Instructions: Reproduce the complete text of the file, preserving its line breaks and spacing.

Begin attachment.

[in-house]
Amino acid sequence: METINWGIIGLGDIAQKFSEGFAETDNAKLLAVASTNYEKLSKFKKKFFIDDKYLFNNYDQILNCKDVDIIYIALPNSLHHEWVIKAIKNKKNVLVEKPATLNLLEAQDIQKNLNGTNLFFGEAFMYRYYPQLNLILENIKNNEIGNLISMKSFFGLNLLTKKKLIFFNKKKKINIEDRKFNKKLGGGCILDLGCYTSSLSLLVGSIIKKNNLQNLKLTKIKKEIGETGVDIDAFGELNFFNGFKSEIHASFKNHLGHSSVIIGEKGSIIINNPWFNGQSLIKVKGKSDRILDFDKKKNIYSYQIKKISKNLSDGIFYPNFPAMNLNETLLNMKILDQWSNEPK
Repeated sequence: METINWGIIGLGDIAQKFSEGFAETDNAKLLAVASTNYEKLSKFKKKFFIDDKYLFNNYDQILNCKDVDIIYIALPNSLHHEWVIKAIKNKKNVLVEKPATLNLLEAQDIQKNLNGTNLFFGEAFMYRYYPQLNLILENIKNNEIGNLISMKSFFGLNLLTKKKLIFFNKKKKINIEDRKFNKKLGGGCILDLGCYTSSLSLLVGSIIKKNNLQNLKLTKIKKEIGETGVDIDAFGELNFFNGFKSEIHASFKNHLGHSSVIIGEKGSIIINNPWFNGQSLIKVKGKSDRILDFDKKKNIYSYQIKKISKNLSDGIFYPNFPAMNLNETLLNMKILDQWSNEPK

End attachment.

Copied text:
[in-house]
Amino acid sequence: METINWGIIGLGDIAQKFSEGFAETDNAKLLAVASTNYEKLSKFKKKFFIDDKYLFNNYDQILNCKDVDIIYIALPNSLHHEWVIKAIKNKKNVLVEKPATLNLLEAQDIQKNLNGTNLFFGEAFMYRYYPQLNLILENIKNNEIGNLISMKSFFGLNLLTKKKLIFFNKKKKINIEDRKFNKKLGGGCILDLGCYTSSLSLLVGSIIKKNNLQNLKLTKIKKEIGETGVDIDAFGELNFFNGFKSEIHASFKNHLGHSSVIIGEKGSIIINNPWFNGQSLIKVKGKSDRILDFDKKKNIYSYQIKKISKNLSDGIFYPNFPAMNLNETLLNMKILDQWSNEPK
Repeated sequence: METINWGIIGLGDIAQKFSEGFAETDNAKLLAVASTNYEKLSKFKKKFFIDDKYLFNNYDQILNCKDVDIIYIALPNSLHHEWVIKAIKNKKNVLVEKPATLNLLEAQDIQKNLNGTNLFFGEAFMYRYYPQLNLILENIKNNEIGNLISMKSFFGLNLLTKKKLIFFNKKKKINIEDRKFNKKLGGGCILDLGCYTSSLSLLVGSIIKKNNLQNLKLTKIKKEIGETGVDIDAFGELNFFNGFKSEIHASFKNHLGHSSVIIGEKGSIIINNPWFNGQSLIKVKGKSDRILDFDKKKNIYSYQIKKISKNLSDGIFYPNFPAMNLNETLLNMKILDQWSNEPK